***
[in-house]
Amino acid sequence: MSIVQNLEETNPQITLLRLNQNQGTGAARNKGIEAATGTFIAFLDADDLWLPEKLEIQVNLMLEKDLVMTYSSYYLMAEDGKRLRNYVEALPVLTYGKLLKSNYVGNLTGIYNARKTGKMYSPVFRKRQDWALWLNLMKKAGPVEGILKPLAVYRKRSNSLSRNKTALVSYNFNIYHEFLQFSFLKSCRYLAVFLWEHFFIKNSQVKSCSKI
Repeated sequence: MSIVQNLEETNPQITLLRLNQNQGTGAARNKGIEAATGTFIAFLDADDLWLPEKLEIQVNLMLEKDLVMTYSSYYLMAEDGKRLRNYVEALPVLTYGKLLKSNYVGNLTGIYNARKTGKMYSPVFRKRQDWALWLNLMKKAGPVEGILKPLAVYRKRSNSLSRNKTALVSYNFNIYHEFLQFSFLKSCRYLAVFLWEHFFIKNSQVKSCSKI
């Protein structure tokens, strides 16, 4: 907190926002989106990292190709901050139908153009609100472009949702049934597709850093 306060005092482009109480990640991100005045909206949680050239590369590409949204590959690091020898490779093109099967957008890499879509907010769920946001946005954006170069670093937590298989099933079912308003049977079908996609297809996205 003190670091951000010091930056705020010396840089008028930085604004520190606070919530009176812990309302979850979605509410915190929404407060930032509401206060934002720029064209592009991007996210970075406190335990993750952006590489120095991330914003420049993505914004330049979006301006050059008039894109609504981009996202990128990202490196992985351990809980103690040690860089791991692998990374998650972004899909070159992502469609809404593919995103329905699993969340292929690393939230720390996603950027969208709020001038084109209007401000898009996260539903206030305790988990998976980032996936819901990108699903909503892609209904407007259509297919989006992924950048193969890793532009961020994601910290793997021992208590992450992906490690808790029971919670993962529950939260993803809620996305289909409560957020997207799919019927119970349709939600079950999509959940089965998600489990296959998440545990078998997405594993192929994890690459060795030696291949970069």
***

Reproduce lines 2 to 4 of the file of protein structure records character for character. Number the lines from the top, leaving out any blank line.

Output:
Amino acid sequence: MSIVQNLEETNPQITLLRLNQNQGTGAARNKGIEAATGTFIAFLDADDLWLPEKLEIQVNLMLEKDLVMTYSSYYLMAEDGKRLRNYVEALPVLTYGKLLKSNYVGNLTGIYNARKTGKMYSPVFRKRQDWALWLNLMKKAGPVEGILKPLAVYRKRSNSLSRNKTALVSYNFNIYHEFLQFSFLKSCRYLAVFLWEHFFIKNSQVKSCSKI
Repeated sequence: MSIVQNLEETNPQITLLRLNQNQGTGAARNKGIEAATGTFIAFLDADDLWLPEKLEIQVNLMLEKDLVMTYSSYYLMAEDGKRLRNYVEALPVLTYGKLLKSNYVGNLTGIYNARKTGKMYSPVFRKRQDWALWLNLMKKAGPVEGILKPLAVYRKRSNSLSRNKTALVSYNFNIYHEFLQFSFLKSCRYLAVFLWEHFFIKNSQVKSCSKI
């Protein structure tokens, strides 16, 4: 907190926002989106990292190709901050139908153009609100472009949702049934597709850093 306060005092482009109480990640991100005045909206949680050239590369590409949204590959690091020898490779093109099967957008890499879509907010769920946001946005954006170069670093937590298989099933079912308003049977079908996609297809996205 003190670091951000010091930056705020010396840089008028930085604004520190606070919530009176812990309302979850979605509410915190929404407060930032509401206060934002720029064209592009991007996210970075406190335990993750952006590489120095991330914003420049993505914004330049979006301006050059008039894109609504981009996202990128990202490196992985351990809980103690040690860089791991692998990374998650972004899909070159992502469609809404593919995103329905699993969340292929690393939230720390996603950027969208709020001038084109209007401000898009996260539903206030305790988990998976980032996936819901990108699903909503892609209904407007259509297919989006992924950048193969890793532009961020994601910290793997021992208590992450992906490690808790029971919670993962529950939260993803809620996305289909409560957020997207799919019927119970349709939600079950999509959940089965998600489990296959998440545990078998997405594993192929994890690459060795030696291949970069």